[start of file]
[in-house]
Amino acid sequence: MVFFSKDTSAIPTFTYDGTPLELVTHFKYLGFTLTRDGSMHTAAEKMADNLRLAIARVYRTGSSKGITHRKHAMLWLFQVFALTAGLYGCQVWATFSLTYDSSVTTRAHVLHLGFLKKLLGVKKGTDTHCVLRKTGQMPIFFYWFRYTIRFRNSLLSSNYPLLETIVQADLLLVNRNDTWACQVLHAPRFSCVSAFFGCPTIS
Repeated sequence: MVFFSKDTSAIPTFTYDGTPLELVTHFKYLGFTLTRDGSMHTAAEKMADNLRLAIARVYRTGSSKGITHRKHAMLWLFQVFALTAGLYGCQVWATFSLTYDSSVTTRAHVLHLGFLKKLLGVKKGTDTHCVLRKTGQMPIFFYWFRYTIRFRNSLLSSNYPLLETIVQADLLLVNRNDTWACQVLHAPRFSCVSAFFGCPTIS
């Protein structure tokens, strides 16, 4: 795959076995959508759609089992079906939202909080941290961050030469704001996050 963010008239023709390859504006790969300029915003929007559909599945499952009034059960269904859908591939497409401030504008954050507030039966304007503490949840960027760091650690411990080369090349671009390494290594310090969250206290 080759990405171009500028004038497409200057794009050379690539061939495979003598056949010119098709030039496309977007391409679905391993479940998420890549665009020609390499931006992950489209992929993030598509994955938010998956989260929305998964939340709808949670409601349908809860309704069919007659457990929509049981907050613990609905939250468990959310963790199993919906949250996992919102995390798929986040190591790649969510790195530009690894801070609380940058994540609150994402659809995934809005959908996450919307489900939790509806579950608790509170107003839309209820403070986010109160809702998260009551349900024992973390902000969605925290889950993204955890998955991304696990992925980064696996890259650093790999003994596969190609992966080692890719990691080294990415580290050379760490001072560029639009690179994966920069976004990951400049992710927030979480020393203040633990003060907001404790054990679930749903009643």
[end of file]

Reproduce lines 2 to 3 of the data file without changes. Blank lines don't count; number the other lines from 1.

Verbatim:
Amino acid sequence: MVFFSKDTSAIPTFTYDGTPLELVTHFKYLGFTLTRDGSMHTAAEKMADNLRLAIARVYRTGSSKGITHRKHAMLWLFQVFALTAGLYGCQVWATFSLTYDSSVTTRAHVLHLGFLKKLLGVKKGTDTHCVLRKTGQMPIFFYWFRYTIRFRNSLLSSNYPLLETIVQADLLLVNRNDTWACQVLHAPRFSCVSAFFGCPTIS
Repeated sequence: MVFFSKDTSAIPTFTYDGTPLELVTHFKYLGFTLTRDGSMHTAAEKMADNLRLAIARVYRTGSSKGITHRKHAMLWLFQVFALTAGLYGCQVWATFSLTYDSSVTTRAHVLHLGFLKKLLGVKKGTDTHCVLRKTGQMPIFFYWFRYTIRFRNSLLSSNYPLLETIVQADLLLVNRNDTWACQVLHAPRFSCVSAFFGCPTIS